44. How do I get to the deployment area or base camp?
Logistical information will be given to volunteers pertaining to how they will assemble at the staging area and return to the staging area when his/her deployment has ended. Please do not deploy to the base camp on your own.


45. What kind of identification and/or credentials will I need to provide during a deployment?
All volunteers must provide valid identification. Those working in a professional capacity will also have to provide their current professional license.


46. I registered several days ago, why haven’t I been called up yet?
Registering at this website allows you to be called upon to assist when needed. Although you have not received an assignment that does not mean you will not be called upon in the future. Requests for assistance arrive from the local Emergency Operations Center and we will utilize this registry to identify potential volunteers to assist.


47. Are there any specific health concerns (e.g., vaccinations) that are required for me to participate?
There are no prior vaccinations required to volunteer. However, in the event of certain public health emergencies, such as pandemic influenza or bioterrorism, medical countermeasures may become available, and you as a volunteer, would receive that countermeasure if needed.


48. Are there any provisions for compensating me for time lost from work or other expenses?
Currently, no provisions exist for compensating volunteers for time lost from work. However, in the event of an emergency, provisions such as meals and mileage may become available, but they are not defined at this time. The volunteer will be given appropriate compensation information prior to committing to a deployment.


49. If I volunteer, will there be help available to take care of my family?
At this time, there are no provisions in place for the care of families of volunteers. You are strongly encouraged to put an emergency preparedness plan in place now to protect you and your loved ones should an event occur. Please review ‘What is an Emergency Preparedness Plan’ in the frequently asked questions section. (#27)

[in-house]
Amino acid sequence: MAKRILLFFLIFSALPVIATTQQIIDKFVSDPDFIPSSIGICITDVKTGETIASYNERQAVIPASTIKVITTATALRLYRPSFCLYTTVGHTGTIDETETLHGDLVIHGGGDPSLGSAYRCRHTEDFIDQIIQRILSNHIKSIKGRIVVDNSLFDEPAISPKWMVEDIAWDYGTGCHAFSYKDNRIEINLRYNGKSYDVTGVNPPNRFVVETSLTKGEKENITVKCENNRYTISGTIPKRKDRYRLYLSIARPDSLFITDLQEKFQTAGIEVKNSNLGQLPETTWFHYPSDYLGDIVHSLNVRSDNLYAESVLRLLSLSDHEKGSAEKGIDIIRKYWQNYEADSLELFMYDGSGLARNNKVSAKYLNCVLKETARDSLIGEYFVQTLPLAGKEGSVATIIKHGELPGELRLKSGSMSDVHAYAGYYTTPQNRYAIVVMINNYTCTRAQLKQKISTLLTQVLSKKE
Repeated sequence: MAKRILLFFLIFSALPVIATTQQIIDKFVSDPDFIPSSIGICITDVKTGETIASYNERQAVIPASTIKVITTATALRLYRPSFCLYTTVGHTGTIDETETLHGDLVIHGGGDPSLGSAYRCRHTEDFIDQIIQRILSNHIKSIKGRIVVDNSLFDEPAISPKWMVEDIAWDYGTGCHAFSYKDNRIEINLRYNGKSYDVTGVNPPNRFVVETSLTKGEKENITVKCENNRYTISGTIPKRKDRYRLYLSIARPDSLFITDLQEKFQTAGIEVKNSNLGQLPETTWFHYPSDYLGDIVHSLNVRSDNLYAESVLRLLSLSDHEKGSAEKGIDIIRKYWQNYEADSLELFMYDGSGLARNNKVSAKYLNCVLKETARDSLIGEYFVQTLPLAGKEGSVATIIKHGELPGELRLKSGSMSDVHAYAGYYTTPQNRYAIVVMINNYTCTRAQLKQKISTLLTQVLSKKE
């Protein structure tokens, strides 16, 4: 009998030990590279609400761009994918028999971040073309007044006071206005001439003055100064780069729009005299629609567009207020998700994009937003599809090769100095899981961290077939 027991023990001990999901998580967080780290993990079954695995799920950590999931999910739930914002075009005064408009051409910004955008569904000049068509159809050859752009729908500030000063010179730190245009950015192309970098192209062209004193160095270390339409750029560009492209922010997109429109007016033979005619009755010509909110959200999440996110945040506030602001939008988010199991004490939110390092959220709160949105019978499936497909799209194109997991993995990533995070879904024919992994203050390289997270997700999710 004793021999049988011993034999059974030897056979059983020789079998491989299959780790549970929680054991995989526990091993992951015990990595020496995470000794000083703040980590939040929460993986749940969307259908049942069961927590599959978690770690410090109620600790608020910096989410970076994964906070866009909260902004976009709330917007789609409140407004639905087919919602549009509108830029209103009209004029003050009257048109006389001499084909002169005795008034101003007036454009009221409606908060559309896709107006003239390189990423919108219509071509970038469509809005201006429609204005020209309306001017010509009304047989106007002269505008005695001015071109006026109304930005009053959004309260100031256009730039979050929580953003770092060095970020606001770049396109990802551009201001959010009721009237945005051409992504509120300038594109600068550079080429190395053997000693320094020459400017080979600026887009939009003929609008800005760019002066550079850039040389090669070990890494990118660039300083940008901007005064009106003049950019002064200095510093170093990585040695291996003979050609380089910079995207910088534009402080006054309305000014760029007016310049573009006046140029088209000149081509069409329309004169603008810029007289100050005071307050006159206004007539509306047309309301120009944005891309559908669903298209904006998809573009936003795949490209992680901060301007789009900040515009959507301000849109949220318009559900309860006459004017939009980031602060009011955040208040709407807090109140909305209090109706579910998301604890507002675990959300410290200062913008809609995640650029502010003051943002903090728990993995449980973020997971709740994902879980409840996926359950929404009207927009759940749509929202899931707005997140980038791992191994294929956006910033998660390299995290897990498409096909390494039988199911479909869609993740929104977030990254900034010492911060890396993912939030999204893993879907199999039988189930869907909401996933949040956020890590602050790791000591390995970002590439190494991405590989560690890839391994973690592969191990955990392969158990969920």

50. Does my emergency response program/organization participate in this system?
Please contact your program/organization administrator directly to learn if your emergency volunteer program participates.


51. I am an administrator of an emergency response team/program/organization and would like to learn more about having my emergency response team/program/organization included in this system. How do I begin this process?
If you are an administrator of an emergency response team/program/organization and would like to learn more on how you can gain access to this system for your emergency response needs, please contact us.


52. FAQ Disclaimer:
These FAQs are for informational purposes only. Nothing within these FAQs is meant to provide specific legal guidance or advice to any person. Rather, these FAQs are meant to serve as an assessment tool for individuals who are considering participation in SERV-NV. Readers should consult their own attorney about these laws and their applicability to particular situations or organizations. Please contact us for more information.


53. Questions?
If you have other questions or need additional information, please contact us.